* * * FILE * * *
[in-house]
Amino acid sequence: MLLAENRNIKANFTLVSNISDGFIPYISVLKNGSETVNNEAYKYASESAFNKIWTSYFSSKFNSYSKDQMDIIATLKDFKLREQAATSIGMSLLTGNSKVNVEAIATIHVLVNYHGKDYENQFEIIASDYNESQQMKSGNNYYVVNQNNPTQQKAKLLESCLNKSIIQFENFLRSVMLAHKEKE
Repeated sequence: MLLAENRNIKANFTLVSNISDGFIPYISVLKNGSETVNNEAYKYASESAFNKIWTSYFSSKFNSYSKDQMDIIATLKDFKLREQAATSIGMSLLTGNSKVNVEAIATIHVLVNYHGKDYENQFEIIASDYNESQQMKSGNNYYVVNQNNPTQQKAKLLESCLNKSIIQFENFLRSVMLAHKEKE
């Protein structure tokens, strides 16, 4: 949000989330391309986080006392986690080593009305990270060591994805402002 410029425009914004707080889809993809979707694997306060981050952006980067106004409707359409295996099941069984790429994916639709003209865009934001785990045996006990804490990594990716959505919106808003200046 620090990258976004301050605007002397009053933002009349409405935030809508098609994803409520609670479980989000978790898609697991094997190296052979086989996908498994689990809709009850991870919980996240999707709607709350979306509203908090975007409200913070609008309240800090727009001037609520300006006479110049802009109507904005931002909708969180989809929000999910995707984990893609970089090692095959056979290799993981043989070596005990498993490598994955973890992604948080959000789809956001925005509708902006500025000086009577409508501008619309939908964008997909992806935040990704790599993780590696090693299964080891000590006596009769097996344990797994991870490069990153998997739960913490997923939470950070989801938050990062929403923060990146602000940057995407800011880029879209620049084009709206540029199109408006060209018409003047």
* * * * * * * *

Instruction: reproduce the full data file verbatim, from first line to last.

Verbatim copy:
[in-house]
Amino acid sequence: MLLAENRNIKANFTLVSNISDGFIPYISVLKNGSETVNNEAYKYASESAFNKIWTSYFSSKFNSYSKDQMDIIATLKDFKLREQAATSIGMSLLTGNSKVNVEAIATIHVLVNYHGKDYENQFEIIASDYNESQQMKSGNNYYVVNQNNPTQQKAKLLESCLNKSIIQFENFLRSVMLAHKEKE
Repeated sequence: MLLAENRNIKANFTLVSNISDGFIPYISVLKNGSETVNNEAYKYASESAFNKIWTSYFSSKFNSYSKDQMDIIATLKDFKLREQAATSIGMSLLTGNSKVNVEAIATIHVLVNYHGKDYENQFEIIASDYNESQQMKSGNNYYVVNQNNPTQQKAKLLESCLNKSIIQFENFLRSVMLAHKEKE
């Protein structure tokens, strides 16, 4: 949000989330391309986080006392986690080593009305990270060591994805402002 410029425009914004707080889809993809979707694997306060981050952006980067106004409707359409295996099941069984790429994916639709003209865009934001785990045996006990804490990594990716959505919106808003200046 620090990258976004301050605007002397009053933002009349409405935030809508098609994803409520609670479980989000978790898609697991094997190296052979086989996908498994689990809709009850991870919980996240999707709607709350979306509203908090975007409200913070609008309240800090727009001037609520300006006479110049802009109507904005931002909708969180989809929000999910995707984990893609970089090692095959056979290799993981043989070596005990498993490598994955973890992604948080959000789809956001925005509708902006500025000086009577409508501008619309939908964008997909992806935040990704790599993780590696090693299964080891000590006596009769097996344990797994991870490069990153998997739960913490997923939470950070989801938050990062929403923060990146602000940057995407800011880029879209620049084009709206540029199109408006060209018409003047």